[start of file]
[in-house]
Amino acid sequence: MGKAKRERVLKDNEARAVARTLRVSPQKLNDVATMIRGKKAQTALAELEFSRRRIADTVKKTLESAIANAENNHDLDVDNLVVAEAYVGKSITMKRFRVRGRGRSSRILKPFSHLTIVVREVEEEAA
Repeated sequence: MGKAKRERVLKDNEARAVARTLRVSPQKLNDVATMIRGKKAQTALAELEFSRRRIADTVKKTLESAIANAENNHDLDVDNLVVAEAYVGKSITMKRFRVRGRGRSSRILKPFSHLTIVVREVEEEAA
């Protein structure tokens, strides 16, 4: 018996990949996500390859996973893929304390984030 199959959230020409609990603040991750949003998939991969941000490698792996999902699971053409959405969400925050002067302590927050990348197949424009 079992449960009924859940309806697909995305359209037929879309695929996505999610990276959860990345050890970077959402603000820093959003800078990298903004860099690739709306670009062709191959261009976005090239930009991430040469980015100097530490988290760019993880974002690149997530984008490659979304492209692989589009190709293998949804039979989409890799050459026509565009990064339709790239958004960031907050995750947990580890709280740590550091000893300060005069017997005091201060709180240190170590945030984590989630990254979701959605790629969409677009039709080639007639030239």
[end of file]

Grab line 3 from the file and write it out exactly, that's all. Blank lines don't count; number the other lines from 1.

Repeated sequence: MGKAKRERVLKDNEARAVARTLRVSPQKLNDVATMIRGKKAQTALAELEFSRRRIADTVKKTLESAIANAENNHDLDVDNLVVAEAYVGKSITMKRFRVRGRGRSSRILKPFSHLTIVVREVEEEAA